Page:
Cannabis Business in Arizona: The Basics

What to know in the wake of Prop 207

On November 3, 2020, Arizona voters passed Proposition 207 with nearly 60% of the vote. The initiative legalizes the adult use of recreational cannabis and allows for marijuana to be taxed on the state and local levels.

Justin M. Brandt, who handles cannabis law and real estate matters at Bianchi & Brandt in Scottsdale, wasn’t surprised that Prop 207 passed. “All the polls that we were seeing, particularly in Arizona, indicated that it had a lot of support,” he says. “In the past three to five years, we've seen this seismic shift in public perception of marijuana in general.”

In the days after the passing of the ballot measure, Brandt received many inquiries from his existing clients—who had focused on medical marijuana, already legal in Arizona—as well as new potential clients hoping to get a jump on the early application process for adult recreational use licenses, which opens on January 19, 2021. “There’s kind of a mad rush to get everything going right away,” he says.

For parties who may be interested in getting into the cannabis business in Arizona, Brandt says it’s important to note that Arizona, unlike a state like California, has a vertically integrated licensing structure. “What that means is that a license holder has complete control over the production, processing, and retail distribution of medical marijuana, where the existing medical program will be adult-use, recreational marijuana once that program comes alive.

“It has its benefits in that theoretically you can cut costs and you have more efficiency from an operational standpoint.”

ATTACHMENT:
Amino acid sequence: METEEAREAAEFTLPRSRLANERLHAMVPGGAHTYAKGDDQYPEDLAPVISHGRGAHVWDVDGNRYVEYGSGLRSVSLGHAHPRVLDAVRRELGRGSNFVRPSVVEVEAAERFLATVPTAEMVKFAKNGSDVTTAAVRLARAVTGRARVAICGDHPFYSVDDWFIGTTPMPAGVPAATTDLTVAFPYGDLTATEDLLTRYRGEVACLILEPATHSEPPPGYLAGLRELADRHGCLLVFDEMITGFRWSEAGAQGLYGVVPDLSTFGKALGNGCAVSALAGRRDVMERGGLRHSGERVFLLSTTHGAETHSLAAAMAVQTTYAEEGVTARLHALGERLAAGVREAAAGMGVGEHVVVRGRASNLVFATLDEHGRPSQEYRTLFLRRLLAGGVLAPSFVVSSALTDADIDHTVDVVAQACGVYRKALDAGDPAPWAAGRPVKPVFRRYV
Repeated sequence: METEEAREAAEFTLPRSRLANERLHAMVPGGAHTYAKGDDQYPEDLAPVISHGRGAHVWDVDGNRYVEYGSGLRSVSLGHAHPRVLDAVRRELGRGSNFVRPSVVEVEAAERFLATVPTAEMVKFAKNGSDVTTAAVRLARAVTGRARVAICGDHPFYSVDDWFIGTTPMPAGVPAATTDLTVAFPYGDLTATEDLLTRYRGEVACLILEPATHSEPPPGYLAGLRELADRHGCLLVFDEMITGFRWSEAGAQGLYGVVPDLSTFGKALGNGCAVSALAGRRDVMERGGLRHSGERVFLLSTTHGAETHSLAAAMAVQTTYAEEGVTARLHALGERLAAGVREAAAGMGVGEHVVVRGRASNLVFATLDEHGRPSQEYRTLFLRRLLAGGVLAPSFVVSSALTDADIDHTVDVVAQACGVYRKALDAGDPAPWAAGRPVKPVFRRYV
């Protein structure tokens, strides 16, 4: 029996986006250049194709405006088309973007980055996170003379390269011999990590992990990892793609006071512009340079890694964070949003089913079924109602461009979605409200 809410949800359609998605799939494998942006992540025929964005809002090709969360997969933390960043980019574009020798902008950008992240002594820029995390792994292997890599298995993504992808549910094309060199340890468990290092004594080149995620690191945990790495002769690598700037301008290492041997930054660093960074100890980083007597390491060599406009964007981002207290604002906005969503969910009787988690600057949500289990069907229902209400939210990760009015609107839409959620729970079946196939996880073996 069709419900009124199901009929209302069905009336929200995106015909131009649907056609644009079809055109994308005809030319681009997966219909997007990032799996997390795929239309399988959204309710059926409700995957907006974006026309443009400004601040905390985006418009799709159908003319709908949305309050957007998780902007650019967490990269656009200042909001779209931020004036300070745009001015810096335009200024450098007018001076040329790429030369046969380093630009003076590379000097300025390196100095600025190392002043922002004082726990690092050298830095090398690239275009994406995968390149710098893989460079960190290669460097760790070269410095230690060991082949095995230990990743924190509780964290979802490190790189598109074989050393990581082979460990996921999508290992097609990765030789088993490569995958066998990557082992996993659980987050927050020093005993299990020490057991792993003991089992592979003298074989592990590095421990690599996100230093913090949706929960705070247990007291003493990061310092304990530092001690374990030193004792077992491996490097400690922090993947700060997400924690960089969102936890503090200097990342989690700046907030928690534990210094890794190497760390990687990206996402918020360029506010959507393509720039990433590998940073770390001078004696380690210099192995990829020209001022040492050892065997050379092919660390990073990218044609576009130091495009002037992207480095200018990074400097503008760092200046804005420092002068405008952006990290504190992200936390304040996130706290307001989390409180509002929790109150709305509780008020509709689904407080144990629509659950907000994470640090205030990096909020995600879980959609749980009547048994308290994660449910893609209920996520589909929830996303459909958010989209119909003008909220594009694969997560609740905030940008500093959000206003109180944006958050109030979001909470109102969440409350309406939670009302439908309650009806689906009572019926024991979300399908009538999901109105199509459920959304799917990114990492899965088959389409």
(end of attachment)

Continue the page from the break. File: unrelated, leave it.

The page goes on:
But that can also mean high costs to get rolling. “Generally, it requires a significant amount of initial capital either to expand your existing business or to bring on another arm or branch of your business that will enable you to have that complete control over the production path,” Brandt says.

Vertical integration can also mean that liability rests with the license holder, no matter the aspect of the operation. “So if you contract with a third party to assist with your cultivation, if there's some sort of adverse thing that happens where they're not complying with the American Medical Marijuana Association, that liability falls on the license holders,” he says. “In the eyes of the regulators, they don't differentiate any third-party operators from the actual license holder. That’s often one of the most significant drawbacks.”

Brandt stresses the importance of knowing the ins and outs of the regulations. “And not only at the state level. A lot of local municipalities have unique regulations that are different from neighboring cities.”

Beware the handshake deal. “For whatever reason, it comes up quite often, although it's getting better,” Brandt says. “When the program first became live, we were dealing with a lot of those kind of handshake deals—nothing's documented, nothing's memorialized in any sort of writing. And 9 times out of 10 that causes problems down the road.”

That’s one of the reasons it’s important to bring a knowledgeable attorney onboard to assist. “Particularly in this industry that is so highly regulated—and it's a new industry so you're getting a lot of unknown challenges,” Brandt adds. “We don't have the same precedent that we have for other legitimate businesses. The sooner that you get a competent attorney involved, the better.”

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